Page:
LiveScience was among the outlets breathlessly describing our close encounter with a giant speeding space-rock that took us all by surprise:
Ranging in size from 187 to 427 feet (57 to 130 meters) wide, the space rock named 2019 OK snuck up on us Thursday morning (July 25). It swung as close as 45,000 miles (73,000 kilometers) from Earth, what one astronomer told The Washington Post was “uncomfortably close.”.
If the asteroid had actually collided with Earth, the crash would have caused devastating damage, Michael Brown, an associate professor in astronomy at Monash University in Australia, wrote in The Conversation.
Astronomers in Brazil and the United States separately discovered 2019 OK a couple of days ago, but it’s surprise visit was only announced a couple of hours before it passed by. “The lack of warning shows how quickly potentially dangerous asteroids can sneak up on us,” Brown wrote.
When 2019 OK approached our planet, anyone nearby could have spotted it with a pair of binoculars as a speck of light slowly drifting across the sky, Brown wrote. But a couple of days prior, it was 1,000 times fainter and was more difficult to spot. What’s more, it was traveling really fast along an odd elliptical orbit that pushed it beyond Mars (near the asteroid belt) to within the orbit of Venus, creating a situation where it spent little time near Earth, Brown told The Washington Post.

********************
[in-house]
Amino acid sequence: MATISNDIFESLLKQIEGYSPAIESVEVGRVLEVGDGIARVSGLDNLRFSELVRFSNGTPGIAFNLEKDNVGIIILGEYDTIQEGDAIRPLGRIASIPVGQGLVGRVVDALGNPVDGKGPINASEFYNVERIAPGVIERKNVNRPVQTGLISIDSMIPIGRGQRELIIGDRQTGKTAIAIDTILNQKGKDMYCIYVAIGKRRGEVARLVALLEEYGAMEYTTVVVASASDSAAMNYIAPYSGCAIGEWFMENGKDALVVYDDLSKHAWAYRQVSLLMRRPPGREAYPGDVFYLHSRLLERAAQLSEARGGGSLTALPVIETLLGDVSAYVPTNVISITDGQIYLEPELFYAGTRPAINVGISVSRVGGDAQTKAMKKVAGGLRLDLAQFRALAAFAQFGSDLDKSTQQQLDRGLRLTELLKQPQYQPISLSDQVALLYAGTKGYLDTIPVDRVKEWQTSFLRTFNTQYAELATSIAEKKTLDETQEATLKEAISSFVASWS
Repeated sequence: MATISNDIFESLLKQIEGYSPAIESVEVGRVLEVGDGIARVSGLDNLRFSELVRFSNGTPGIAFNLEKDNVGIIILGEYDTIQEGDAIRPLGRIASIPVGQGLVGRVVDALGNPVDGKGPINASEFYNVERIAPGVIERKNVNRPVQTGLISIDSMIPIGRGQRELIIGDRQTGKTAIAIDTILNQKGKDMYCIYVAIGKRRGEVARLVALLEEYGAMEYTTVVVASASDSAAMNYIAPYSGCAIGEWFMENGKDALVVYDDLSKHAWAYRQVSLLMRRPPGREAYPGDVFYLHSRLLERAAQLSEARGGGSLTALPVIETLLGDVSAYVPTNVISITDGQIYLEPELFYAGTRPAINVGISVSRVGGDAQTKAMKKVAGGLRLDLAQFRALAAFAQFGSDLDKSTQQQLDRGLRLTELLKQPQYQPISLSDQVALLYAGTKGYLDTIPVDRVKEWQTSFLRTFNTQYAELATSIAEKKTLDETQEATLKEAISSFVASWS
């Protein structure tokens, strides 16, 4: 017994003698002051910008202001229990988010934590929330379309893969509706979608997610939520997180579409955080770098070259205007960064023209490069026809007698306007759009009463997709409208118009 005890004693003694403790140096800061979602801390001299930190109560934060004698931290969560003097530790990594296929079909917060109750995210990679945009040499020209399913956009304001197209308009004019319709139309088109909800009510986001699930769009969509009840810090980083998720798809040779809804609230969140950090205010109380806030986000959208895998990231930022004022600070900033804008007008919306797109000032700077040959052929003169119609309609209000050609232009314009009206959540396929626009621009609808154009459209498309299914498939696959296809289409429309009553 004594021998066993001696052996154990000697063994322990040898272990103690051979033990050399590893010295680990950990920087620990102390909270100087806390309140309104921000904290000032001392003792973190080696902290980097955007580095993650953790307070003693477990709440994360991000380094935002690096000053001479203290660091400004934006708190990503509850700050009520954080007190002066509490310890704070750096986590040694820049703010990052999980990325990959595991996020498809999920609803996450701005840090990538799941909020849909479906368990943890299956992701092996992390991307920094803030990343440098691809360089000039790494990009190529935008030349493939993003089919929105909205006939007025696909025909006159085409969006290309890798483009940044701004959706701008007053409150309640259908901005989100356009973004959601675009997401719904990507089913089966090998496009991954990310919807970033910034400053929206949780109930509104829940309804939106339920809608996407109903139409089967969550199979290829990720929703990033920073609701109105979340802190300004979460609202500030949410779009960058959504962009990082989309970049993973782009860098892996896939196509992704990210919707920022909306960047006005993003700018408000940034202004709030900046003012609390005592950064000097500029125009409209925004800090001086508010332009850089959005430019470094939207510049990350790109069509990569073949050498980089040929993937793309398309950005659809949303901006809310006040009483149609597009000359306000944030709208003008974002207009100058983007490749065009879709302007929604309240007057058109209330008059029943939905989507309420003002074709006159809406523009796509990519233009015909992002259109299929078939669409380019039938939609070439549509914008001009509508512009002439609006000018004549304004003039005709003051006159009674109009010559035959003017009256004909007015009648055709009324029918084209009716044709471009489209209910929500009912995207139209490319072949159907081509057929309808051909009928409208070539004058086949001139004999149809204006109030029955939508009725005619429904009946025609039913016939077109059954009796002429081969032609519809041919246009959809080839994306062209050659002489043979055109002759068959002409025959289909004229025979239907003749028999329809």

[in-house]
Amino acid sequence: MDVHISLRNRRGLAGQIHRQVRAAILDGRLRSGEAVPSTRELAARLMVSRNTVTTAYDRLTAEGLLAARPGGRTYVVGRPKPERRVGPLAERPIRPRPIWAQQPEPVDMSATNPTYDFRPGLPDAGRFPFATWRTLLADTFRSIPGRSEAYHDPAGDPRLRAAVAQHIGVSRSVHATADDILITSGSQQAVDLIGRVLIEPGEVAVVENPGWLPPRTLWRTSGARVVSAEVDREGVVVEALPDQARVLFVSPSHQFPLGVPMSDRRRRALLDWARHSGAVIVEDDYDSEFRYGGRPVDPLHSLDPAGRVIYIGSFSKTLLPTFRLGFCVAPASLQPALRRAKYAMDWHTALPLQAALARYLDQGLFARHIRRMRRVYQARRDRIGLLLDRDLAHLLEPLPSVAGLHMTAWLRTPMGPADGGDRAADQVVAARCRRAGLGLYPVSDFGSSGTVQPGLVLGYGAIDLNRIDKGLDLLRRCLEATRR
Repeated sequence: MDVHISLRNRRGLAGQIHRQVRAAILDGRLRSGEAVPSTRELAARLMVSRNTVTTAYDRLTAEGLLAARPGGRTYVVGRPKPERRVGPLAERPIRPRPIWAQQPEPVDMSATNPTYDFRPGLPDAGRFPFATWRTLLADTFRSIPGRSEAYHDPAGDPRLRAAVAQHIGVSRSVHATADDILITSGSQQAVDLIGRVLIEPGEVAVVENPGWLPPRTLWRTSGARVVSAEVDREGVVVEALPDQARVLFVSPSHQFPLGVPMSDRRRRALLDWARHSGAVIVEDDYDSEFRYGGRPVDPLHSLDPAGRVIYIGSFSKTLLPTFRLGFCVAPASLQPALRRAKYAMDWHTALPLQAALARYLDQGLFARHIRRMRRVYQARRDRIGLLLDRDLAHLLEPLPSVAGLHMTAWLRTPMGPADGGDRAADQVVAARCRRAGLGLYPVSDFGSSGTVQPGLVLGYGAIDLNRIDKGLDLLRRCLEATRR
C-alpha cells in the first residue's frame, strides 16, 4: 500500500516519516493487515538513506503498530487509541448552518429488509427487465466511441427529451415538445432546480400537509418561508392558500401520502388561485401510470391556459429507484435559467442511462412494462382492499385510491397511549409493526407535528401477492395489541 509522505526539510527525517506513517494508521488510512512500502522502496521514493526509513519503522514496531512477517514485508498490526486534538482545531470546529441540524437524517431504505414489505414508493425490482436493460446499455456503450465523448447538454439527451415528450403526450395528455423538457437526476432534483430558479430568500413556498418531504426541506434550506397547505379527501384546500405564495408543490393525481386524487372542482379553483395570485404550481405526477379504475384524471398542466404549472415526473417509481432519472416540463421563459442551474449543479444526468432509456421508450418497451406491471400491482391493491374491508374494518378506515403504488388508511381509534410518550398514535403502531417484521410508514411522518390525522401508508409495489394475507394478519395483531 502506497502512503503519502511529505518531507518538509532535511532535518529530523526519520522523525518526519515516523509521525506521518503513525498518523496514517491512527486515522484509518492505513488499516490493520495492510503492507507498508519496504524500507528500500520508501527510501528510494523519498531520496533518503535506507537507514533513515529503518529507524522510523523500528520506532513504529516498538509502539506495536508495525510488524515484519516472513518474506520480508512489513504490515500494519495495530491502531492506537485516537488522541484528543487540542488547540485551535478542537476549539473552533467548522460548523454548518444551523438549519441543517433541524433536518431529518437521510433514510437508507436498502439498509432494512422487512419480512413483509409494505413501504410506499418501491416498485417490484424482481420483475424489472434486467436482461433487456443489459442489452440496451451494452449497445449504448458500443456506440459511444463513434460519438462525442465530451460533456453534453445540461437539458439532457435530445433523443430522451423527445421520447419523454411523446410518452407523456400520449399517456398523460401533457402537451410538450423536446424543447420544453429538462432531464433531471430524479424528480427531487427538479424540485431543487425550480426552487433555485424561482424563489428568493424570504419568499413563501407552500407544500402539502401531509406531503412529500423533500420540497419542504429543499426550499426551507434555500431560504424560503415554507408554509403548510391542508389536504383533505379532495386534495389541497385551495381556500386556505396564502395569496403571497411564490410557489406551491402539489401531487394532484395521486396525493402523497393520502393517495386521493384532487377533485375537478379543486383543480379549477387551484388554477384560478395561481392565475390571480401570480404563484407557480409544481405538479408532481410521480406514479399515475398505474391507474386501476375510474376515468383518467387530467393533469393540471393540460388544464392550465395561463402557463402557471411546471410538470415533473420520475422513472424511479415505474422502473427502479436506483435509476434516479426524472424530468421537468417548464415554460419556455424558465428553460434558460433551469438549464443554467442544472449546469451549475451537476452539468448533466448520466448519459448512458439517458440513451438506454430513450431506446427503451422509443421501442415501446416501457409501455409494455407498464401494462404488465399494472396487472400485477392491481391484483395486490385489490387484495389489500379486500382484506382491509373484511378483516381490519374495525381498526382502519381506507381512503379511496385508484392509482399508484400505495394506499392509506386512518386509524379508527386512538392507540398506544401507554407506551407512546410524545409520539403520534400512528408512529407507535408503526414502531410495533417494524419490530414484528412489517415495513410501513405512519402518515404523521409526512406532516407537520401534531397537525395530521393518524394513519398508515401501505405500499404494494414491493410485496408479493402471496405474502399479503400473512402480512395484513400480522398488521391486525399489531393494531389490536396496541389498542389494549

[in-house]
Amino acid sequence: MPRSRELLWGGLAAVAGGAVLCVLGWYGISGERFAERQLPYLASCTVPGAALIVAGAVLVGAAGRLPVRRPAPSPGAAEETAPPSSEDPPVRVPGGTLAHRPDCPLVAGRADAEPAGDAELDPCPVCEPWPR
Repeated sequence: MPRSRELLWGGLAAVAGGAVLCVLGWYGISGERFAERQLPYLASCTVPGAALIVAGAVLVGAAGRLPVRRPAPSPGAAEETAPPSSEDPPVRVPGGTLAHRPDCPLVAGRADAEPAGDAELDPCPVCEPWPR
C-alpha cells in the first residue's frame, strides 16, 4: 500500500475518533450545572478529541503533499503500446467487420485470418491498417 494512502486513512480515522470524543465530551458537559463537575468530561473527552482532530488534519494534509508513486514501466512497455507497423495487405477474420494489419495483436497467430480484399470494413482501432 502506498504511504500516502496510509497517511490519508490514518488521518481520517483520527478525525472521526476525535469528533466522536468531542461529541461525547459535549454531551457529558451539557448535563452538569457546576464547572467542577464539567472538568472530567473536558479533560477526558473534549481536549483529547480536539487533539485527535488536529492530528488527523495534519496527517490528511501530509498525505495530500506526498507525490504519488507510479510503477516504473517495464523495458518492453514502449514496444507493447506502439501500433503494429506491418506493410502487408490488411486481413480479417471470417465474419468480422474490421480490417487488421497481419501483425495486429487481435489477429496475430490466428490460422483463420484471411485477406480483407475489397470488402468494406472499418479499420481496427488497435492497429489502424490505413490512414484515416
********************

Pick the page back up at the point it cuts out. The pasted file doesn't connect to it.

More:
This comes just days after a smaller, car-sized asteroid hit our planet and blew up into a spectacular fireball a couple hundred miles south of Puerto Rico over the weekend. Similarly, scientists had also just discovered that asteroid a couple of hours before it hit, but it wasn’t nearly as large as 2019 OK.